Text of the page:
Opinion: Tree removal concern for Karrinyup residents

I WRITE to you as a concerned citizen about the shock I got when I saw the mature trees being butchered at the Karrinyup Shopping Centre despite the tree canopy policy of the City of Stirling.

As far as I am concerned UniSuper and AMP Capital have no social licence to operate after their actions demonstrate how they “care” about the local people and the planet (biosphere).

Such developers’ greed for profits have (1) to stop and (2) be reversed (measurable ecological compensation measures).

Please note, you have my word that I will never again go shopping at the Karrinyup Shopping Centre or any centre that is associated with that group.

Let us put this aggressive act frankly: these actions are a crime on the planet and a disrespect to the people.

Planning decisions need to be made locally, i.e. by the people who live locally not by some faceless (external) investors who socialise their negative impacts on our world.

RAOUL ABRUTAT,

Wembley Downs

 

THERE were several passionate and intelligent questioners at December 3’s City of Stirling electors’ meeting looking for any help, support or guidance from the City of Stirling in regard to, among others, the ongoing razing of anything that even vaguely looks like it might dare produce a leaf or a bit of shade at the Karrinyup redevelopment site.

The City for its part answered with its usual unconvincing and tired ‘out of our hands/nothing we can do/not our job’ argument.

The City spends many a pretty penny of yours and mine on monitoring the ever-decreasing canopy in Stirling, creating canopy targets and non-binding unenforceable tree retention policies and talking a lot about the importance of, and need to protect, green space.

To the Doubleview International School of WA development – ‘not us, that’s the State Government’ – to the twin towers – ‘not us that’s the MRA’ – to the Karrinyup redevelopment – ‘not us, that’s the DAP (development assessment panel)’.

Councillors, why are the only people passionately trying to defend our amenity not the people sitting in council?

SIMON WHEELER,

Scarborough

 

AT a time when there is increasing research and discussion around urban heat island effect, where local governments ask (force?) residents to consider planting trees to mitigate the blinding heat of Australian summers, it is interesting that developers are pulling down large trees to make way for enormous heat captivating cement buildings that require huge amounts of energy to keep airconditioned year round.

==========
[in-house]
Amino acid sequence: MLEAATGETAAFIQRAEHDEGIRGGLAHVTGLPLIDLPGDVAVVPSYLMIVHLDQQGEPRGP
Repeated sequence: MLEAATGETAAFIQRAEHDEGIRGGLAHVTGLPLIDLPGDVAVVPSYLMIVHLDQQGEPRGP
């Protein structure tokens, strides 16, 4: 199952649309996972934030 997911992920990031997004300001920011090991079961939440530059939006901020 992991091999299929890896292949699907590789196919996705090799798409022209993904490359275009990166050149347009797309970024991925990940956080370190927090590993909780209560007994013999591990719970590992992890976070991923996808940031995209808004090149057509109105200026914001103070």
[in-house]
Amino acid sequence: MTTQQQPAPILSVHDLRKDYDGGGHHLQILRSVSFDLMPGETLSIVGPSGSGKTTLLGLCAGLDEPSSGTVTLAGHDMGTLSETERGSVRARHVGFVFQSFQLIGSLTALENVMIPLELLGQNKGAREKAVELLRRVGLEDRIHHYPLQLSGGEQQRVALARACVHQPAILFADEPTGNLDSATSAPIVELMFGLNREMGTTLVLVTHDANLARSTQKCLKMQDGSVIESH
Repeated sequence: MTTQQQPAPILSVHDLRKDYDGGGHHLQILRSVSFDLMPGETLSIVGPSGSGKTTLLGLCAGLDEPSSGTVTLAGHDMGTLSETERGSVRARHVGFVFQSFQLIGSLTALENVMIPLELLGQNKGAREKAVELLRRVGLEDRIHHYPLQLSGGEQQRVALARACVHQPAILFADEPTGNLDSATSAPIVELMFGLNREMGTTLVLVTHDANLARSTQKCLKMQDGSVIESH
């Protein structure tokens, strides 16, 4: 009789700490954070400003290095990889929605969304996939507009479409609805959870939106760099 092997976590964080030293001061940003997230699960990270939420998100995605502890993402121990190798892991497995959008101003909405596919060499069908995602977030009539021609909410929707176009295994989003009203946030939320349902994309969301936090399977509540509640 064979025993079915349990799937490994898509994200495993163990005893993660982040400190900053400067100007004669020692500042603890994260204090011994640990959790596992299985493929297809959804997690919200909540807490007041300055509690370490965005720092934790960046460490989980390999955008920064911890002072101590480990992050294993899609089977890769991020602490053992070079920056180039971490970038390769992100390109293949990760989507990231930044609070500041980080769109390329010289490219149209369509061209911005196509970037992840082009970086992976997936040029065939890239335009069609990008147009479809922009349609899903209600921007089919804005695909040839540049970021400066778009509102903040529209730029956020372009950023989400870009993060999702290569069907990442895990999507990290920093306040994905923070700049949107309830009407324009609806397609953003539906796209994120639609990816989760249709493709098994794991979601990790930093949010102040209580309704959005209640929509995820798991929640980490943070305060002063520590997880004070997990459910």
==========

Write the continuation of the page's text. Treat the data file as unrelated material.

Where are the local government officials and why aren’t they asking developers to mitigate the concrete jungles being erected in our suburbs?

Urban heat affects us all.

Walking towards a shopping centre in the height of a Perth summer, you can feel the heat emanating from the barren carparks and concrete building.

Surely this is where we need more, not less, trees.

Karrinyup Shopping Centre has lost enough trees in the redevelopment taking place.

Please make some noise to stop more being removed.

NICKEY LUDKINS,

Scarborough

 

I AM a resident in Karrinyup and am very excited to be finally getting a new shopping centre.

However, I believe that the tree removal that is planned for the site works is extreme and unnecessary, and indeed a recent change to the plan that was presented.

Perhaps a setback of 3m with all existing trees in that area maintained would be an idea to consider.

I feel that good development is all about compromise.

It takes but a couple of hours to irreversibly remove something that has taken many decades to reach the size of some of these.

A while of consideration for a better option is not much to ask for.

The better option by the way isn’t always the one with the biggest dollar sign by it.

BETH PROVAN,

Karrinyup

 

IT is deeply disturbing to see beautiful mature trees removed for the redevelopment of the shopping complex along Davenport Street and Francis Avenue in Karrinyup.

These trees take years to reach full maturity and replacing them with smaller trees does not cut it for me.

Bird life have relied upon them for protection, raising their young and foraging, and they provide shade and ambience for citizens.

It appears the City of Stirling says one thing regarding increasing tree canopy to residents but turns a blind eye to developers.

I urge the council take a stronger stance on this matter and perhaps retain some of the more mature trees.

EMILY WALLIS,

Wembley Downs

 

WELL there it is, page 5, Stirling Times, December 11.

Following questioning about the removal of 50 trees on the Karrinyup Shopping Centre redevelopment site, it is presented by both the director of infrastructure and director of planning that the council knew about the tree removal and were to receive a measly $30,000.

Over many years, the council’s cone of silence has permeated within council and its administration, treating ratepayers with absolute arrogance and contempt.

Then the council comes out and say “we care about trees”; what utter rubbish.

Look at the front of the council offices and council chamber: a concrete court yard with a moat around the council chamber.

To the front, some weeds in a garden.

ROBERT MITCHELL,

Karrinyup